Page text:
Evaluation of methods for the assessment of attention while driving

Publisher's full text

The ability to assess the current attentional state of the driver is important for many aspects of driving, not least in the field of partial automation for transfer of control between vehicle and driver. Knowledge about the driver's attentional state is also necessary for the assessment of the effects of additional tasks on attention. The objective of this paper is to evaluate different methods that can be used to assess attention, first theoretically, and then empirically in a controlled field study and in the laboratory.

Six driving instructors participated in all experimental conditions of the study, delivering within-subjects data for all tested methods. Additional participants were recruited for some of the conditions. The test route consisted of 14. km of motorway with low to moderate traffic, which was driven three times per participant per condition. The on-road conditions were: baseline, driving with eye tracking and self-paced visual occlusion, and driving while thinking aloud. The laboratory conditions were: Describing how attention should be distributed on a motorway, and thinking aloud while watching a video from the baseline drive.

The results show that visual occlusion, especially in combination with eye tracking, was appropriate for assessing spare capacity. The think aloud protocol was appropriate to gain insight about the driver's actual mental representation of the situation at hand. Expert judgement in the laboratory was not reliable for the assessment of drivers' attentional distribution in traffic. Across all assessment techniques, it is evident that meaningful assessment of attention in a dynamic traffic situation can only be achieved when the infrastructure layout, surrounding road users, and intended manoeuvres are taken into account. This requires advanced instrumentation of the vehicle, and subsequent data reduction, analysis and interpretation are demanding. In conclusion, driver attention assessment in real traffic is a complex task, but a combination of visual occlusion, eye tracking and thinking aloud is a promising combination of methods to come further on the way. .

MEET US


6
Oct

Open seminar with Mistra SAMS international scientific advisory...

Mistra SAMS international scientific advisory panel (ISAP) is visiting Stockholm, and the program will host an open seminar where the panel members will give talks in their area of expertise.
19-20
Oct

ERPUG 2017

The five year anniversary of  European Road Profile Users' Group (ERPUG) Forum will take place at Ramboll head quarter, Copenhagen, Denmark October 19-20, 2017.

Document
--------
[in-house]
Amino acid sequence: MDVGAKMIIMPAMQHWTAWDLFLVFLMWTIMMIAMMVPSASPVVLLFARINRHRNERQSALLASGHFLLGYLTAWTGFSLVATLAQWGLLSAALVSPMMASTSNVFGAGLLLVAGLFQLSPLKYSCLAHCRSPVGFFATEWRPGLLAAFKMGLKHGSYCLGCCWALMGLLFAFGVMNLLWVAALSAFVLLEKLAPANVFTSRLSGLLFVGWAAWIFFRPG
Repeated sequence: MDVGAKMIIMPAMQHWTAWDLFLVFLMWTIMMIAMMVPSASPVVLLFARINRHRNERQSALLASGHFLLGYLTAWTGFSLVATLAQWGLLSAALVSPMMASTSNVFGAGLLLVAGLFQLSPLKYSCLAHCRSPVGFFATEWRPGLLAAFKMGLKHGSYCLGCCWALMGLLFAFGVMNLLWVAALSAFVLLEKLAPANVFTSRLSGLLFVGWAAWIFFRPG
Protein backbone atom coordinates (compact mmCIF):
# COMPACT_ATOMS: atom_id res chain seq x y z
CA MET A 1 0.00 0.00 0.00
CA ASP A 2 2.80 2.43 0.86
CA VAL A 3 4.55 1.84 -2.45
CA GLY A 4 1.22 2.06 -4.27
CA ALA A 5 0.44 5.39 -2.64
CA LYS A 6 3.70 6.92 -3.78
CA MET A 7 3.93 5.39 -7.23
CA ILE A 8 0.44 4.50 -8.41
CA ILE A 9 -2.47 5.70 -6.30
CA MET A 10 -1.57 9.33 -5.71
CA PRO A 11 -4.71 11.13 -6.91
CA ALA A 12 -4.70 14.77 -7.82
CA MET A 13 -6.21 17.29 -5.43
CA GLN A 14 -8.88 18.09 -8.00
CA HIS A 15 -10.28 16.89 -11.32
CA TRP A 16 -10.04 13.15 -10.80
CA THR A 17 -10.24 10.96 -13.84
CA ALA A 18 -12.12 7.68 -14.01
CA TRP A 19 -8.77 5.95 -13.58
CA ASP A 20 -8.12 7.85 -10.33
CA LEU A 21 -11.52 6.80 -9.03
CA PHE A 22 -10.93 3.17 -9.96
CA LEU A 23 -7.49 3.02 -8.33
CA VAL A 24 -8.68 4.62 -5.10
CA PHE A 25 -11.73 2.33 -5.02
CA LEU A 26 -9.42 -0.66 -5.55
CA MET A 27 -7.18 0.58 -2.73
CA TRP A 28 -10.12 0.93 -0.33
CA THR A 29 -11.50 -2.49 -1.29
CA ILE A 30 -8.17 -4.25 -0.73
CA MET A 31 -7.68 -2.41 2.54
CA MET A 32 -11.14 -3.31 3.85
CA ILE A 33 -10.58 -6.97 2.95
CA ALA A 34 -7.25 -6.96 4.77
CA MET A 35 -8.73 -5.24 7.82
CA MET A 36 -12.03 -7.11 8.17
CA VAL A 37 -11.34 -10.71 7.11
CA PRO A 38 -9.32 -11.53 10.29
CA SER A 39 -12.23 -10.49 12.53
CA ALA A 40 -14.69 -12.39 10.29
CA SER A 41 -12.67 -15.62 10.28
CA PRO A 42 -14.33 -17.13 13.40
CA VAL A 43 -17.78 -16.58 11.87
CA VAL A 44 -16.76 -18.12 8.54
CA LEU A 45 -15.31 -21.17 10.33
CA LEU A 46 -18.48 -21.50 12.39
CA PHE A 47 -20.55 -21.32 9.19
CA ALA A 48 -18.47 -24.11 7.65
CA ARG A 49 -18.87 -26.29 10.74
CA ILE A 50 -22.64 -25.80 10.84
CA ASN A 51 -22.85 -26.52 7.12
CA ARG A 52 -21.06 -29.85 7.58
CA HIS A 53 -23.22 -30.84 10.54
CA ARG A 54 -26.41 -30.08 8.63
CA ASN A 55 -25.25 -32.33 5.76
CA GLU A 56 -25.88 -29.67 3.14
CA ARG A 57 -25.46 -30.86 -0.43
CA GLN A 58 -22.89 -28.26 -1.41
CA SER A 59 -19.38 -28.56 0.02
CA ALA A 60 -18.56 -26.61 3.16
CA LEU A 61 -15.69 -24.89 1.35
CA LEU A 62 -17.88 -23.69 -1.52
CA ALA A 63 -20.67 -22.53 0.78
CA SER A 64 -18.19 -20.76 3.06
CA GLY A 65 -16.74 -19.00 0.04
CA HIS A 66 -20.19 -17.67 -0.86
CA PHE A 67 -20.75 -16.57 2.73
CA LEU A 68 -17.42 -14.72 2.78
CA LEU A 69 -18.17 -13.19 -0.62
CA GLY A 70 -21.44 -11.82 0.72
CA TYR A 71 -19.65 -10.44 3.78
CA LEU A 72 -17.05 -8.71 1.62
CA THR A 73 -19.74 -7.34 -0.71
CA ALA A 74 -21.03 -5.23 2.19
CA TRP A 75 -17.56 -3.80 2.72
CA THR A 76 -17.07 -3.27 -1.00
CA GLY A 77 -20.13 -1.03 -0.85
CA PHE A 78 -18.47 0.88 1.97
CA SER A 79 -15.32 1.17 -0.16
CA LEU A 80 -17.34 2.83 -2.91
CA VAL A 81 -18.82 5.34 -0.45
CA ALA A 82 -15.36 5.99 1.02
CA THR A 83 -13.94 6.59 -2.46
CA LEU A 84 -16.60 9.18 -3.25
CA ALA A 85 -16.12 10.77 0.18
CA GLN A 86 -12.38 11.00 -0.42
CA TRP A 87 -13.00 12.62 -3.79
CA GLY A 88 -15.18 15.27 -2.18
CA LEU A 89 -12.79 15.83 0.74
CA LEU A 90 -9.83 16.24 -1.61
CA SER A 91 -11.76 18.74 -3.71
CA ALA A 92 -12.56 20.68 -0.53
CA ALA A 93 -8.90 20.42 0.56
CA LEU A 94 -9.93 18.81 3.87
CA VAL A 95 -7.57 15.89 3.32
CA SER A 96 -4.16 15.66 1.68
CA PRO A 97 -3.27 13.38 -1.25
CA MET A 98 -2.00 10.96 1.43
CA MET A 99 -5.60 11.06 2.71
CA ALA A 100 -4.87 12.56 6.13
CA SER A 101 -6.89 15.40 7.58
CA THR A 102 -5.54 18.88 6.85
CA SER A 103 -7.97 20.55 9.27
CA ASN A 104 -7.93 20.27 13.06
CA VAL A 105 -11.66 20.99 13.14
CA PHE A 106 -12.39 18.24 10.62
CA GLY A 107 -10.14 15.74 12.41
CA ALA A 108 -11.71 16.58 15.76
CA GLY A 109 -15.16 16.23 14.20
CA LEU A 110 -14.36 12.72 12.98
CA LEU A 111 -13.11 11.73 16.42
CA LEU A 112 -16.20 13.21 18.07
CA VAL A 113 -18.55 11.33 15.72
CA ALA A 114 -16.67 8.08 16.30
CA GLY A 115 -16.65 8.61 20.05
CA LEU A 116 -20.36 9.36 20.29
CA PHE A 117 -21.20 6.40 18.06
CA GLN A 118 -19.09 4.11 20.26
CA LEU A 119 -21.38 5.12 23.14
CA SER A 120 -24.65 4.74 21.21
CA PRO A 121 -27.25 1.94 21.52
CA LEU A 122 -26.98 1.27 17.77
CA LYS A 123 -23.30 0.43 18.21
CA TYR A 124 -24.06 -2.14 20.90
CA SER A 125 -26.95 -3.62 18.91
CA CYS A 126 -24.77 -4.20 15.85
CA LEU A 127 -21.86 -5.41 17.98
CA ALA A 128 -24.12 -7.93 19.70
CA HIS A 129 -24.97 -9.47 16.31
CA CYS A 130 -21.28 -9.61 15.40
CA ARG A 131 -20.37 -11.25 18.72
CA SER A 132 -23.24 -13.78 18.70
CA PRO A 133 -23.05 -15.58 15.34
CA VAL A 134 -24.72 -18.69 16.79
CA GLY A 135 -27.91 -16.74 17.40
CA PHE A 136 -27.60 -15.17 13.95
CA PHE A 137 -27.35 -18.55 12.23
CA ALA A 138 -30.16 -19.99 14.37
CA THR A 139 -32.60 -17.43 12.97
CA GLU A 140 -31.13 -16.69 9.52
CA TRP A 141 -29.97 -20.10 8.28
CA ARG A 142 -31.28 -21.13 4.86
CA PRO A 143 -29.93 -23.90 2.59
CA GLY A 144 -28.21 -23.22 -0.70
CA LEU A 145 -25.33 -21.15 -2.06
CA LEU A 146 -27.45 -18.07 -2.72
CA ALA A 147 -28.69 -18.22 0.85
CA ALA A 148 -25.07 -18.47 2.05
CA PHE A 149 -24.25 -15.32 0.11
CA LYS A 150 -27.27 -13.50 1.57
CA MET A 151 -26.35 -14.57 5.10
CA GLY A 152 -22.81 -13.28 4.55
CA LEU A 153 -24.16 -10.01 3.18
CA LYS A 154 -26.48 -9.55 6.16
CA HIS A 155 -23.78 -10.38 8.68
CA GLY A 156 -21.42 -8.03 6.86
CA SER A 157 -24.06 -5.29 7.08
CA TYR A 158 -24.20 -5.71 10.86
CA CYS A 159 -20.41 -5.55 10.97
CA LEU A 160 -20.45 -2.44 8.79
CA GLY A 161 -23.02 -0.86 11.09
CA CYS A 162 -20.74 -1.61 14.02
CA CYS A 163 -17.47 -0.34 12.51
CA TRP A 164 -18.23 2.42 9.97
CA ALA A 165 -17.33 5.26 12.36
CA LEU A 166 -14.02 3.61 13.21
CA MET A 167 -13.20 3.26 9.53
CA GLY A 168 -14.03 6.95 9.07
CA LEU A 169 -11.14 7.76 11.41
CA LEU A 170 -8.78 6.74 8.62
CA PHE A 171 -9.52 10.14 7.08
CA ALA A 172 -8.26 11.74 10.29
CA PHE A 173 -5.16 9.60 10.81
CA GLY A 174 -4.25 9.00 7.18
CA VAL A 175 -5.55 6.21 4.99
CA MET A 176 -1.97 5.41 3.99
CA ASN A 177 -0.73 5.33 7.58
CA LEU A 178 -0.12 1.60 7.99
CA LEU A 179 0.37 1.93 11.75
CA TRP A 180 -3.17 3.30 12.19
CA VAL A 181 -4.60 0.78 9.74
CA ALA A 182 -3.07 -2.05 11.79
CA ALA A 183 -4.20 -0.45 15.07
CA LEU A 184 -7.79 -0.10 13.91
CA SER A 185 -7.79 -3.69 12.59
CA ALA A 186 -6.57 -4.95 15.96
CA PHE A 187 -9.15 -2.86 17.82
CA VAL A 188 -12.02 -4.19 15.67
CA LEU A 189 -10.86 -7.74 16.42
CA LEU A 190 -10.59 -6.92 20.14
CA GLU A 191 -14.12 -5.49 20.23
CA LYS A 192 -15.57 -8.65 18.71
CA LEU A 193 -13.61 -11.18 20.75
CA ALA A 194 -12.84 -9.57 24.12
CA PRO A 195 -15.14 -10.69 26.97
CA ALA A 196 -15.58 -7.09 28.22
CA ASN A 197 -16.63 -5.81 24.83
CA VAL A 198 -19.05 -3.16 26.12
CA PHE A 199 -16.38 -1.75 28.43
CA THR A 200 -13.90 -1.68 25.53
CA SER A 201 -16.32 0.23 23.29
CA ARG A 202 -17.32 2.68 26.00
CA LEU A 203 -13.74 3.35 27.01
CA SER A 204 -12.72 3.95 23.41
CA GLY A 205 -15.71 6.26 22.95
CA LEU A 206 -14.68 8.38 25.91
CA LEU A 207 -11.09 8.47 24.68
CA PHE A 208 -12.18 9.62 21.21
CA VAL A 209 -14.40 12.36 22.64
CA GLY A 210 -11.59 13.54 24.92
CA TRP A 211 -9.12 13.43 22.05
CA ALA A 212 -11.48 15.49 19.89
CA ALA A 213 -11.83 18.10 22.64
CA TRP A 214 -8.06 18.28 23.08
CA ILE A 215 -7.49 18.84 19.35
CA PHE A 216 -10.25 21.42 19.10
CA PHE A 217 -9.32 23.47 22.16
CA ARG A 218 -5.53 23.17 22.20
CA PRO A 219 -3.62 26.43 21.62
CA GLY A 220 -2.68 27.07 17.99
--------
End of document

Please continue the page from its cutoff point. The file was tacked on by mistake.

LATEST NEWS


2017-07-05

Vehicle Driver Monitoring: sleepiness and cognitive load

To prevent road crashes it is important to understand driver related contributing factors, which have been suggested to be the critical reason in 94 per cent of crashes. The overall aim of the project Vehicle Driver Monitoring has been to advance the...


2017-06-29

Tomas Svensson new director-general

Tomas Svensson was today appointed Director-General of VTI. Tomas has been acting Director-General since January 2017. 


2017-05-30

Crash testing bicycles at VTI

For the first time single bicycle crashes have been simulated at the VTI crash safety laboratory.


2017-05-15

A case study exploring firefighters’ and municipal officials’ preparedness for electrical vehicles

A VTI-study presents a social perspective on new vehicle technology. It explores the self-reported preparedness of the fire departments (i.e., rescue services) in Sweden’s three largest cities regarding rescue operations involving electrical vehicles (EVs).


2017-05-02

Pioneering research on and about bicycles at VTI

Under what circumstances might cyclists lose tyre grip? What actions could then be taken to prevent a crash? VTI is currently developing a theoretical model of the behaviour of bicycle tyres during braking and steering in different situations and on different...


2017-05-02

Virtual pedestrians create efficient stations

If more people are to choose sustainable travel, then the public transport stations of the future must be designed so that pedestrians can get where they are going quickly, without congestion or queues. The Swedish Road and Transport Research Institute (VTI)...